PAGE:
Decolonization played something of a role in the creation of the State of Israel because it helped bring about the conflict that surrounded that creation. After World War II, many of the Arab states of the Middle East gained their independence. This happened as the UK and France lost their overseas empires. As this happened, Arab nationalism gained force. Arabs came to feel more empowered by the new-found independence of many of their brethren.
One place that did not gain independence was Palestine. The UK was given a League of Nations mandate over the area after WWI. During the time of the Mandate, the UK had a hard time deciding who should eventually own this land. Beginning with the Balfour Declaration, the UK seemed to favor creating a Jewish national state in the region. Other countries of the West, notably the US, supported this idea after the horrors of the Holocaust. This led to the creation of Israel.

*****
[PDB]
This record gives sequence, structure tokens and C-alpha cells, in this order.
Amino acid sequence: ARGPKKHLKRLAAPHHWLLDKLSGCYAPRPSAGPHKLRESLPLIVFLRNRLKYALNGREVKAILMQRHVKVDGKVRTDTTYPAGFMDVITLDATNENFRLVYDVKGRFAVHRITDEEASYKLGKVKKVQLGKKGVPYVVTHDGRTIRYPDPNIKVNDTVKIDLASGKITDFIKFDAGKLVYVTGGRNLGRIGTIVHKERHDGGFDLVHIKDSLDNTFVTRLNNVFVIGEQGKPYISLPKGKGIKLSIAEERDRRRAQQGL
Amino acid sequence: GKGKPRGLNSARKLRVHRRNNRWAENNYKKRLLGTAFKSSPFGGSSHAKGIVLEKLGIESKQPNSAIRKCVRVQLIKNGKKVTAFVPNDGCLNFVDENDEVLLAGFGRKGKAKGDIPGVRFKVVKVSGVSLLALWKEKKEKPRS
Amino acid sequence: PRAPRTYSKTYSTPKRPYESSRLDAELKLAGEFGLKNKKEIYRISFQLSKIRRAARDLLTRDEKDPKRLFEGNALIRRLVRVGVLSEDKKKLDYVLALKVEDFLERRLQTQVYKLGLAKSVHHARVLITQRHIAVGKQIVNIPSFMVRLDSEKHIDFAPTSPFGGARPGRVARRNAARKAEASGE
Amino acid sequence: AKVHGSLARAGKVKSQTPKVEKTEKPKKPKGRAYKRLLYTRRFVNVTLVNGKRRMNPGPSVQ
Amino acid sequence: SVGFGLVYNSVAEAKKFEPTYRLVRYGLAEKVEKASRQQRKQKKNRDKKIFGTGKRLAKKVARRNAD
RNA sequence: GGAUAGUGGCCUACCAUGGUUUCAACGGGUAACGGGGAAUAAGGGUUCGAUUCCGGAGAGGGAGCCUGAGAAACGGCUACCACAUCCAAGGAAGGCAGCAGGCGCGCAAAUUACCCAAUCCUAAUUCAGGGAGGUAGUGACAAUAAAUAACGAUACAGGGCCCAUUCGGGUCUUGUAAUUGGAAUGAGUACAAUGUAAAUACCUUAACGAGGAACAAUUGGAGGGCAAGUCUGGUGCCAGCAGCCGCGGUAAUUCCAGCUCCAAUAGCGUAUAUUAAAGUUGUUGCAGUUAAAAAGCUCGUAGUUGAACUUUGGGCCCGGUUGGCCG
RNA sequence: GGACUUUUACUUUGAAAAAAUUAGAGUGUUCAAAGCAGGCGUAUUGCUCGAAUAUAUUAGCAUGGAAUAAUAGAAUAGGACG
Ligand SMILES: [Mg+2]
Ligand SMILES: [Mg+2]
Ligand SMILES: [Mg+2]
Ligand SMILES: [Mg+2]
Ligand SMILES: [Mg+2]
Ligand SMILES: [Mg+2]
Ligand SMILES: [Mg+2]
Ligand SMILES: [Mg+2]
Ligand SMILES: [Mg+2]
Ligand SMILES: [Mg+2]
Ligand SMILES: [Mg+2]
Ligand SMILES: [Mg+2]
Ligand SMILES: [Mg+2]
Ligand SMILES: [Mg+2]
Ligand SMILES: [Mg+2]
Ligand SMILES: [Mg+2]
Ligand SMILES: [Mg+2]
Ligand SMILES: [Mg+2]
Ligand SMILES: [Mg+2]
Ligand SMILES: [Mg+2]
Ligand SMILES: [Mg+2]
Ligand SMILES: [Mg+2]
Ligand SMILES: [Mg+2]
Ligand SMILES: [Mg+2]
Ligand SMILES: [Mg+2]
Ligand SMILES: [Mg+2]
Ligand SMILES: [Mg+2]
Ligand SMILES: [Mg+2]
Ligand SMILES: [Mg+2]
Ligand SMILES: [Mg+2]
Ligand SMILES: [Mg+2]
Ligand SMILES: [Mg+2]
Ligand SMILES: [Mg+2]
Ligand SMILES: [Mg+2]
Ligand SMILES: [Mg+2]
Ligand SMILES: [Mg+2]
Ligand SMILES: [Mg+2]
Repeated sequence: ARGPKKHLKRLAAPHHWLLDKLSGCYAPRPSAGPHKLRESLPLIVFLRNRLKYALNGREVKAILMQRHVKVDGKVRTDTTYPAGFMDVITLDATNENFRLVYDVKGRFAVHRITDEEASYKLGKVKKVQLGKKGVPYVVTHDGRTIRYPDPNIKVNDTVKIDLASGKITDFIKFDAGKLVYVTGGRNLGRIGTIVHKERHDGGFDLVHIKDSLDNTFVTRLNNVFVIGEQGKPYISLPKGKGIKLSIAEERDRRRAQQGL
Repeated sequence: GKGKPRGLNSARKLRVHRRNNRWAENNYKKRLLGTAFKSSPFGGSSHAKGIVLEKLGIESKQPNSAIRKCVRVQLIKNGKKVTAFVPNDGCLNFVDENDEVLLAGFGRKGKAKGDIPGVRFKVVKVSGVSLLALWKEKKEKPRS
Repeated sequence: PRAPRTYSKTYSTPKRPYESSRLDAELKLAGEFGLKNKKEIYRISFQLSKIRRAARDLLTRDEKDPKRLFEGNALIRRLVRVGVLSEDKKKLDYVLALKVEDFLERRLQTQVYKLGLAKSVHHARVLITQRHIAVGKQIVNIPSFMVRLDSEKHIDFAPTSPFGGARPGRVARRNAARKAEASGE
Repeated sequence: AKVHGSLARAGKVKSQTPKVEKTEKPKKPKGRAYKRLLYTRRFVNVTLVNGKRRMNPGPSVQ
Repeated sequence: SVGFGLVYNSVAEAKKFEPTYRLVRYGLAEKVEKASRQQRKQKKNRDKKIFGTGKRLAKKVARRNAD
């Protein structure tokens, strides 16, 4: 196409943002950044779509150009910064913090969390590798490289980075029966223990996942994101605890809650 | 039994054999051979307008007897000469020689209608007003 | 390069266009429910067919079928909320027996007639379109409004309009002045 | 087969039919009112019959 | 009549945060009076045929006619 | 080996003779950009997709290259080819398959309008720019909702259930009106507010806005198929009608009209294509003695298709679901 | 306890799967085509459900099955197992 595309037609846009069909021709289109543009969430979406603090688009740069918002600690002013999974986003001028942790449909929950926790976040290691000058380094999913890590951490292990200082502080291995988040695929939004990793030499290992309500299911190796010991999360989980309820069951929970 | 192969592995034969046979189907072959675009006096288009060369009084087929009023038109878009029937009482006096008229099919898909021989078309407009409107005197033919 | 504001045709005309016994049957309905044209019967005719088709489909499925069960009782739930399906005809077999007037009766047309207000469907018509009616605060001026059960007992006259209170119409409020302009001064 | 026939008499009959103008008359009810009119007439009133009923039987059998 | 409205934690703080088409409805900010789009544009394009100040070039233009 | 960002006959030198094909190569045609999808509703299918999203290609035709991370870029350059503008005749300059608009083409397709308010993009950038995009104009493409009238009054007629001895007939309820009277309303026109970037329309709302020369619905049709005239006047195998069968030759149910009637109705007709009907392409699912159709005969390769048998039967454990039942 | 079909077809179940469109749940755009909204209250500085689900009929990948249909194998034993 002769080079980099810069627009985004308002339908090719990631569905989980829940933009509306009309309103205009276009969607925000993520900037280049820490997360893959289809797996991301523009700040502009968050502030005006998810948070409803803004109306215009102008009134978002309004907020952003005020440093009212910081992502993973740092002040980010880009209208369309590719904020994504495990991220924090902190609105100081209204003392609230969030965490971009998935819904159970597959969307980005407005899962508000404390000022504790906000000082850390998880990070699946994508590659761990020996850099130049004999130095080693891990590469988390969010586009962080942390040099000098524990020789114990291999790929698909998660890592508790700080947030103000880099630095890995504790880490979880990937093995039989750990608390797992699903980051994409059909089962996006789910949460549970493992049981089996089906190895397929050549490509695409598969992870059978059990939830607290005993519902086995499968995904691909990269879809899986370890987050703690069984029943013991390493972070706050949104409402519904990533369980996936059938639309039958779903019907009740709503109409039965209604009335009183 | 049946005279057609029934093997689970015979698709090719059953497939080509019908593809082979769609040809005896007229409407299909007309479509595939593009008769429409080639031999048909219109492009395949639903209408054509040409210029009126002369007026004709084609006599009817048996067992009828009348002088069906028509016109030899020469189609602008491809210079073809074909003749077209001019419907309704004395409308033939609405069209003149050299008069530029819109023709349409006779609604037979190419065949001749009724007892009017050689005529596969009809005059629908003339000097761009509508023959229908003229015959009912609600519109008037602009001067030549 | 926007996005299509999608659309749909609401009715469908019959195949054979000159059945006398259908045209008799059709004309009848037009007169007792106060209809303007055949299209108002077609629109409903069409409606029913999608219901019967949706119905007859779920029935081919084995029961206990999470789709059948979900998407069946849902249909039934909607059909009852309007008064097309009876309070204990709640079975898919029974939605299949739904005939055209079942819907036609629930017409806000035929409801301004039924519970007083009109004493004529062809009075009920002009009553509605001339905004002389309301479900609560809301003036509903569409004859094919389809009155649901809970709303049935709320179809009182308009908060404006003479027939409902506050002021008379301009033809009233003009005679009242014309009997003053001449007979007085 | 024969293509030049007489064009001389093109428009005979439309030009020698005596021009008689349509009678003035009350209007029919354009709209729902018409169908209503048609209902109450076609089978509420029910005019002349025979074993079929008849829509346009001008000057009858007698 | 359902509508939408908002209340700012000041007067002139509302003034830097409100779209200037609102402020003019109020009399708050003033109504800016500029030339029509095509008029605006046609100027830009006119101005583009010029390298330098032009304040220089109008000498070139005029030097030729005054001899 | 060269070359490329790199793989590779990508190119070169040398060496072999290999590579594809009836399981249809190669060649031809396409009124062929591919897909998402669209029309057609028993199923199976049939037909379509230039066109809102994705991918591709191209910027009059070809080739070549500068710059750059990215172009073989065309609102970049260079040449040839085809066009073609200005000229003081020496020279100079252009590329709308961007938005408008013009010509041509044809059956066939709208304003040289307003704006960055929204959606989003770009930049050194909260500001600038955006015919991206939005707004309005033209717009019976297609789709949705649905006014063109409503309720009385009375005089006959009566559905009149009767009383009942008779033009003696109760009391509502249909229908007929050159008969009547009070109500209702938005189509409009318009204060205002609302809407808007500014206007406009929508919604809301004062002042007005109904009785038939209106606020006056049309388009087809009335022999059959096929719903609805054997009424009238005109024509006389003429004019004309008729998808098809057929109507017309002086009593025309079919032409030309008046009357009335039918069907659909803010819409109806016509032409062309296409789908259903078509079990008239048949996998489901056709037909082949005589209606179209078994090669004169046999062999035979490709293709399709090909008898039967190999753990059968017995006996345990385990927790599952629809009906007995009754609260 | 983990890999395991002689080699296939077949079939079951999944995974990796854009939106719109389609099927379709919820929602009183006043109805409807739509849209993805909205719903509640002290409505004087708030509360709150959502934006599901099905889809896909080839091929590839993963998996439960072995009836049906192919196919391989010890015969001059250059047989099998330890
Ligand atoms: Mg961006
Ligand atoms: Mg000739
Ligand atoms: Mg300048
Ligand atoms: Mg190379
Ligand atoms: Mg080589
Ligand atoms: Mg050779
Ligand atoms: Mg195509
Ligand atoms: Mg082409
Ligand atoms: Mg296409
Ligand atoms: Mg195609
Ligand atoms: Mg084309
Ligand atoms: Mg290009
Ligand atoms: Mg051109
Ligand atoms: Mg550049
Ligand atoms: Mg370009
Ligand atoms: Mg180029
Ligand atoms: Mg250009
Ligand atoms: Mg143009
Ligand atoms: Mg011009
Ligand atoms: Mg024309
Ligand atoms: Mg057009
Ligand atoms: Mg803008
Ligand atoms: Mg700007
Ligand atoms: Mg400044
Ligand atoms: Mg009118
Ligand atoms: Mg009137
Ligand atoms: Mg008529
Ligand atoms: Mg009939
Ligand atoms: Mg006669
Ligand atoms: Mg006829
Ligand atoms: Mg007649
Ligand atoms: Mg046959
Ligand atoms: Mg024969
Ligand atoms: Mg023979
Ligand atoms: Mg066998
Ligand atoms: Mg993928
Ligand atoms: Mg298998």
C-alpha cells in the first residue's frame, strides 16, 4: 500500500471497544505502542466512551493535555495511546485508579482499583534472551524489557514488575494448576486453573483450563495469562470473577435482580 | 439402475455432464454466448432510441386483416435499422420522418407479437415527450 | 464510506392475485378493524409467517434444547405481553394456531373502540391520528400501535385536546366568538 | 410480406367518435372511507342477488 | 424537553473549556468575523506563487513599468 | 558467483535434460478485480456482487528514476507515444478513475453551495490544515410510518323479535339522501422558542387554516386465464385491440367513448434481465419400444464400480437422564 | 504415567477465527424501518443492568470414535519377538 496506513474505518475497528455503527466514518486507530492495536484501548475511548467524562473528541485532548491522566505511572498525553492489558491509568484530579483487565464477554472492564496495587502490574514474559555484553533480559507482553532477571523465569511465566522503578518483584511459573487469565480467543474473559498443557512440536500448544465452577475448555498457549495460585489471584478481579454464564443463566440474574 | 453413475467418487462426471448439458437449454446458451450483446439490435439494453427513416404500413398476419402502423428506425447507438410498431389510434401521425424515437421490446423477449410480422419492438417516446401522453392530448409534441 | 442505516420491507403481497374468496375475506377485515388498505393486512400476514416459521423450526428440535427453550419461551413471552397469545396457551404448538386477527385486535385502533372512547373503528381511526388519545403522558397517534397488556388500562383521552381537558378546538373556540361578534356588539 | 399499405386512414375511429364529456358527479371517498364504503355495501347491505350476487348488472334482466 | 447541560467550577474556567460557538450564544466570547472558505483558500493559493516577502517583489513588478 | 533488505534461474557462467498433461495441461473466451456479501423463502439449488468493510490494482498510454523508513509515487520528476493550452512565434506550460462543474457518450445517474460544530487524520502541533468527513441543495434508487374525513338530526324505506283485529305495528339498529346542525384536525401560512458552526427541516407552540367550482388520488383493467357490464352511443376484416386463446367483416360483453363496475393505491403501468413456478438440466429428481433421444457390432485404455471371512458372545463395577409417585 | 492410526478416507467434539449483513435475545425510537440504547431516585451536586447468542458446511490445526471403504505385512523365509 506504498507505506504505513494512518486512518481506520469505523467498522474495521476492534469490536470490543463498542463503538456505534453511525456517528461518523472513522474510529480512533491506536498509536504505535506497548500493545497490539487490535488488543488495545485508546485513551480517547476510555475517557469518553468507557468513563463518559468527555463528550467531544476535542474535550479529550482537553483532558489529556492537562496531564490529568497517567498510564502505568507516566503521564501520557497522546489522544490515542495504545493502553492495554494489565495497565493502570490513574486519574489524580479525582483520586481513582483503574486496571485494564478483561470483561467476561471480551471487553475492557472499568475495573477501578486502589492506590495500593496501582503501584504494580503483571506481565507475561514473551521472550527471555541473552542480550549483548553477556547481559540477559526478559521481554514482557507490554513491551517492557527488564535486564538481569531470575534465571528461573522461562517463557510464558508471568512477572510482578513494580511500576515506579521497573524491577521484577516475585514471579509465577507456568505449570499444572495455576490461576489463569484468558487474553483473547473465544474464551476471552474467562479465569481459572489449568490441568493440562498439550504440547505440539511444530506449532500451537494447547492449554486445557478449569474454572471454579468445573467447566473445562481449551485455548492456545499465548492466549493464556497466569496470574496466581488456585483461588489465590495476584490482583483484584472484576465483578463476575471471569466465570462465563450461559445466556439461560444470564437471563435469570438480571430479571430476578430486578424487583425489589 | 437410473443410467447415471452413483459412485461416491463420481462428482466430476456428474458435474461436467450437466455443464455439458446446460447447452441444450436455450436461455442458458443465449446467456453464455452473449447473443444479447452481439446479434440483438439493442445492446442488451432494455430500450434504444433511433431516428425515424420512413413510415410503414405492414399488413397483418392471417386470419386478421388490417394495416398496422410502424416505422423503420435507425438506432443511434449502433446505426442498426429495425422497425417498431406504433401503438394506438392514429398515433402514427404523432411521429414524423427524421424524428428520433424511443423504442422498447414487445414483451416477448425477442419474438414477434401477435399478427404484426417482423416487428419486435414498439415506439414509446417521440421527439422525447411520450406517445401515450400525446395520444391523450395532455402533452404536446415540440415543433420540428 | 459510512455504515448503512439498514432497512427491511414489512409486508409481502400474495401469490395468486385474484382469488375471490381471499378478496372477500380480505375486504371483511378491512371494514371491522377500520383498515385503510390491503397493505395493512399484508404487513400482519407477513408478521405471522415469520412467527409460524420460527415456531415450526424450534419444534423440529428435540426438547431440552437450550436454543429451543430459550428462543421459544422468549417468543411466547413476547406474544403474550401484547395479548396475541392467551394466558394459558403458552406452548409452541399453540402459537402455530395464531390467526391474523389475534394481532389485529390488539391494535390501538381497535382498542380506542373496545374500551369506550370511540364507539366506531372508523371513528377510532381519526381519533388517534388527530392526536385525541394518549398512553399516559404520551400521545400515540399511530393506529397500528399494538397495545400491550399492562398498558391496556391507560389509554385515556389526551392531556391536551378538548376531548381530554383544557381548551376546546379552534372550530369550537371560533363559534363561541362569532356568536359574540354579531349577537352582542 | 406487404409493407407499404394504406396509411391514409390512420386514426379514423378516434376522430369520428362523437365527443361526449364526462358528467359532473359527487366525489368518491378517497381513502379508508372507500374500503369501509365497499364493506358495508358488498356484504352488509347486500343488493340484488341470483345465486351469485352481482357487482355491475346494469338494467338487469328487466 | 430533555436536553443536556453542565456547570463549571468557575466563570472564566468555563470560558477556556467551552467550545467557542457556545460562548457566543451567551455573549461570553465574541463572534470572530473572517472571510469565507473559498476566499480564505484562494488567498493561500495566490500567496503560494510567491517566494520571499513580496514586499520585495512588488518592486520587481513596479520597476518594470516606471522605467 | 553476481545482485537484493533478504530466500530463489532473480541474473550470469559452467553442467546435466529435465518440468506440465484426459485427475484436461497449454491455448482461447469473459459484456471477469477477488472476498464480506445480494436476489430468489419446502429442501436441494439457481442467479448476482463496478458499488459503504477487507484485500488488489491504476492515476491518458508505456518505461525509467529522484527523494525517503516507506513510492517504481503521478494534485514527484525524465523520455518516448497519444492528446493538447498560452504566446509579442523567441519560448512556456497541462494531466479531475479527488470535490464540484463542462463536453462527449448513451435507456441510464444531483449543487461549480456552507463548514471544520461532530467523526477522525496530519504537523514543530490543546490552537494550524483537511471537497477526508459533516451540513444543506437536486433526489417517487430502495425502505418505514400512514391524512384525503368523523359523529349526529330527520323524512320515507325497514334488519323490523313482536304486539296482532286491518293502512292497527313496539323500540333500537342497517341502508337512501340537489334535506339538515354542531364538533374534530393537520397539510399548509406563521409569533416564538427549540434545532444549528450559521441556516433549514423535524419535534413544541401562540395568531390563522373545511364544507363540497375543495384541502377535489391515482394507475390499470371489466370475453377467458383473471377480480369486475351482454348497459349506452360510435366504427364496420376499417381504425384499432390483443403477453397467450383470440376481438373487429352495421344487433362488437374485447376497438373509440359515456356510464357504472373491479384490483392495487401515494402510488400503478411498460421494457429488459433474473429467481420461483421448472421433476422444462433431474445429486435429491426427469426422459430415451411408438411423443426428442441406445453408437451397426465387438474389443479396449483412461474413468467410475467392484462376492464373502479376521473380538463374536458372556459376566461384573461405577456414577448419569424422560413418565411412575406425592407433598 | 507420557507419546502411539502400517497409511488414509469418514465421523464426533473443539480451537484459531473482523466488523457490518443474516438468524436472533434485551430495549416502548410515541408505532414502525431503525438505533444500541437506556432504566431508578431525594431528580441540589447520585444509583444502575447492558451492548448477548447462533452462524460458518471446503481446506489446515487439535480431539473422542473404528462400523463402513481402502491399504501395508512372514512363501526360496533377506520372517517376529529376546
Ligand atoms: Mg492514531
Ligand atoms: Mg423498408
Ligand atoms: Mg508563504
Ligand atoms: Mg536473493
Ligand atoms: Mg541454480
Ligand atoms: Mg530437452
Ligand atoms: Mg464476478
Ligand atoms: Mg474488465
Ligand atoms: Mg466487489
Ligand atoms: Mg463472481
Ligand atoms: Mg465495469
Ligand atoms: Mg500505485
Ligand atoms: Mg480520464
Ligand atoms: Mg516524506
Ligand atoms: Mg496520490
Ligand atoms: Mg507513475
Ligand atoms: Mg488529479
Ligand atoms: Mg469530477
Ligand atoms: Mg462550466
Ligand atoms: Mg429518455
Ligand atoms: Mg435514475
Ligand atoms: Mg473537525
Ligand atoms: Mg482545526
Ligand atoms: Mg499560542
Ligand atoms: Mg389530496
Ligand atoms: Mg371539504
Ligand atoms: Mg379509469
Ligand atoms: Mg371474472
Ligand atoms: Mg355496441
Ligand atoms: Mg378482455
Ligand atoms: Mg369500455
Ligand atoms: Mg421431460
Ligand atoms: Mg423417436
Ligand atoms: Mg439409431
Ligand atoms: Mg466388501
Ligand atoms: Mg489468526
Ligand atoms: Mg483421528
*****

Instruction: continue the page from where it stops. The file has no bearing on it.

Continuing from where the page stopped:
However, Arabs who lived in Palestine did not want a Jewish state on what they regarded as their own territory. Their nationalist feelings, combined with religious differences, made them unwilling to accept the new Jewish state. This led to war between various Arab states and the new country of Israel.
Thus, we can say that decolonization helped to create Arab nationalism. The process of decolonization and the rise of Arab nationalism (along with the West’s unilateral decision to give Arab land to a new Jewish state) made peace impossible in the region.